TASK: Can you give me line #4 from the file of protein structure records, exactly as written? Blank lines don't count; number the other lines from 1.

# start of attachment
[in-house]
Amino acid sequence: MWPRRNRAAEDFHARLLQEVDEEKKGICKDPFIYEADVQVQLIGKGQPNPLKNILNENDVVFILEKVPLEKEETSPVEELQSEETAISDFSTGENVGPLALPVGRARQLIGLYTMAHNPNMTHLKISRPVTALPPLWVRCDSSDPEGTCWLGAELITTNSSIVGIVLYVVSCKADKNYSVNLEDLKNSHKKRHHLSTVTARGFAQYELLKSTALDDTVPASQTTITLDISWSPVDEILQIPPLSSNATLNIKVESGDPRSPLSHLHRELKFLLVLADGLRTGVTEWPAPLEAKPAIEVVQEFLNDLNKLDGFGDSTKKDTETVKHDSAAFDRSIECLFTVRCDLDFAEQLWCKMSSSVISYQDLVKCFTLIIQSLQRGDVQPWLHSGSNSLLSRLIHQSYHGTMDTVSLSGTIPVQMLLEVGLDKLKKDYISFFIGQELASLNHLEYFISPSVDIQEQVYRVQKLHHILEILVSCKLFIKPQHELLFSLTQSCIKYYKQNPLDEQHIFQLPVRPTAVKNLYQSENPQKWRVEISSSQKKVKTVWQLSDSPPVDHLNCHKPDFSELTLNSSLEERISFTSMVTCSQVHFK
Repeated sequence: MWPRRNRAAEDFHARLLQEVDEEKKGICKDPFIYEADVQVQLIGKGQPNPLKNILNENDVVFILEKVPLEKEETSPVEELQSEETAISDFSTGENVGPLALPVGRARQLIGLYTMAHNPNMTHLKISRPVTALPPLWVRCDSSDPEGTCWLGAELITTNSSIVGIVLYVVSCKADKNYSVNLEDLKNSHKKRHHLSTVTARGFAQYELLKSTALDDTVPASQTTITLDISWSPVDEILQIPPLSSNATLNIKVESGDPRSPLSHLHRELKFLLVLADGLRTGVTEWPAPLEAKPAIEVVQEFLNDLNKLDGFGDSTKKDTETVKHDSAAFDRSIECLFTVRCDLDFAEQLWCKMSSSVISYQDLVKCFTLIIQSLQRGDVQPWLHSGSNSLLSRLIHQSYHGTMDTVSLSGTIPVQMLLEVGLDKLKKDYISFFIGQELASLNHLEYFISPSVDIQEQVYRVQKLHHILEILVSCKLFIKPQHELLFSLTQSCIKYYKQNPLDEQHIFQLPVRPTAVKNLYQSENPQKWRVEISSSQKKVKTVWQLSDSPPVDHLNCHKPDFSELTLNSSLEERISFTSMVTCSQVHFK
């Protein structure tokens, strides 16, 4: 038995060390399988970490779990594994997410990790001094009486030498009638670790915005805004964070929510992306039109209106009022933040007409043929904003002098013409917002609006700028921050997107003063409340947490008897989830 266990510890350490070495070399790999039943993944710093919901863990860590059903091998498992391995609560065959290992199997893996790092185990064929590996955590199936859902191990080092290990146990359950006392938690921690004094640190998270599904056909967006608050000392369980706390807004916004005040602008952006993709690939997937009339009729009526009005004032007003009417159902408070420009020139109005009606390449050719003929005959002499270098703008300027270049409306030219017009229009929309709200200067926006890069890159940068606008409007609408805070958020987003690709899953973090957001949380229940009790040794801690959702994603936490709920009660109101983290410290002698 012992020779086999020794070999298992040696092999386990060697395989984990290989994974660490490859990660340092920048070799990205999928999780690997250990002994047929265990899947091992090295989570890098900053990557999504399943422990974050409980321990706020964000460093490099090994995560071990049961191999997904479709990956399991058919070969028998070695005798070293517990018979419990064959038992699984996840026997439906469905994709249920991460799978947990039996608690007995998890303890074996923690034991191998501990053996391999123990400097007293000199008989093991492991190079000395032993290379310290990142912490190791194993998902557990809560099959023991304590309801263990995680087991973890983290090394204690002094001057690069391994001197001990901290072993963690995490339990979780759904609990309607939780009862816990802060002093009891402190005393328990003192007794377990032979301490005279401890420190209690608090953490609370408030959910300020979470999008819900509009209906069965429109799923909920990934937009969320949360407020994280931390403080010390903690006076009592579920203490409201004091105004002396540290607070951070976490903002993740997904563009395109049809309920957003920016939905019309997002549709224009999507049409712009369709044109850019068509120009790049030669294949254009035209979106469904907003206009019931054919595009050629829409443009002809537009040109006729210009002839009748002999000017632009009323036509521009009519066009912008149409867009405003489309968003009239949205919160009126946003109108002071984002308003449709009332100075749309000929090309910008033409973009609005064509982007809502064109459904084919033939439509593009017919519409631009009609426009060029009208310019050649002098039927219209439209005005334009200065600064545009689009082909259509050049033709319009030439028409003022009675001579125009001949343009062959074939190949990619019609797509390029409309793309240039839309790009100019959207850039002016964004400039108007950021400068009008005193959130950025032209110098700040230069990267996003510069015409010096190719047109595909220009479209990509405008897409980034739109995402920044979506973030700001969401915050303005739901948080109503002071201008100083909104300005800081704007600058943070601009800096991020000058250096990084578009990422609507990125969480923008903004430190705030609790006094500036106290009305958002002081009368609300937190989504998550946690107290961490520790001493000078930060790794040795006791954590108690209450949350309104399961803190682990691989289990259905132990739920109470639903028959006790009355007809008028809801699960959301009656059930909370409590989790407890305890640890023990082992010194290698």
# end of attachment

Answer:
């Protein structure tokens, strides 16, 4: 038995060390399988970490779990594994997410990790001094009486030498009638670790915005805004964070929510992306039109209106009022933040007409043929904003002098013409917002609006700028921050997107003063409340947490008897989830 266990510890350490070495070399790999039943993944710093919901863990860590059903091998498992391995609560065959290992199997893996790092185990064929590996955590199936859902191990080092290990146990359950006392938690921690004094640190998270599904056909967006608050000392369980706390807004916004005040602008952006993709690939997937009339009729009526009005004032007003009417159902408070420009020139109005009606390449050719003929005959002499270098703008300027270049409306030219017009229009929309709200200067926006890069890159940068606008409007609408805070958020987003690709899953973090957001949380229940009790040794801690959702994603936490709920009660109101983290410290002698 012992020779086999020794070999298992040696092999386990060697395989984990290989994974660490490859990660340092920048070799990205999928999780690997250990002994047929265990899947091992090295989570890098900053990557999504399943422990974050409980321990706020964000460093490099090994995560071990049961191999997904479709990956399991058919070969028998070695005798070293517990018979419990064959038992699984996840026997439906469905994709249920991460799978947990039996608690007995998890303890074996923690034991191998501990053996391999123990400097007293000199008989093991492991190079000395032993290379310290990142912490190791194993998902557990809560099959023991304590309801263990995680087991973890983290090394204690002094001057690069391994001197001990901290072993963690995490339990979780759904609990309607939780009862816990802060002093009891402190005393328990003192007794377990032979301490005279401890420190209690608090953490609370408030959910300020979470999008819900509009209906069965429109799923909920990934937009969320949360407020994280931390403080010390903690006076009592579920203490409201004091105004002396540290607070951070976490903002993740997904563009395109049809309920957003920016939905019309997002549709224009999507049409712009369709044109850019068509120009790049030669294949254009035209979106469904907003206009019931054919595009050629829409443009002809537009040109006729210009002839009748002999000017632009009323036509521009009519066009912008149409867009405003489309968003009239949205919160009126946003109108002071984002308003449709009332100075749309000929090309910008033409973009609005064509982007809502064109459904084919033939439509593009017919519409631009009609426009060029009208310019050649002098039927219209439209005005334009200065600064545009689009082909259509050049033709319009030439028409003022009675001579125009001949343009062959074939190949990619019609797509390029409309793309240039839309790009100019959207850039002016964004400039108007950021400068009008005193959130950025032209110098700040230069990267996003510069015409010096190719047109595909220009479209990509405008897409980034739109995402920044979506973030700001969401915050303005739901948080109503002071201008100083909104300005800081704007600058943070601009800096991020000058250096990084578009990422609507990125969480923008903004430190705030609790006094500036106290009305958002002081009368609300937190989504998550946690107290961490520790001493000078930060790794040795006791954590108690209450949350309104399961803190682990691989289990259905132990739920109470639903028959006790009355007809008028809801699960959301009656059930909370409590989790407890305890640890023990082992010194290698």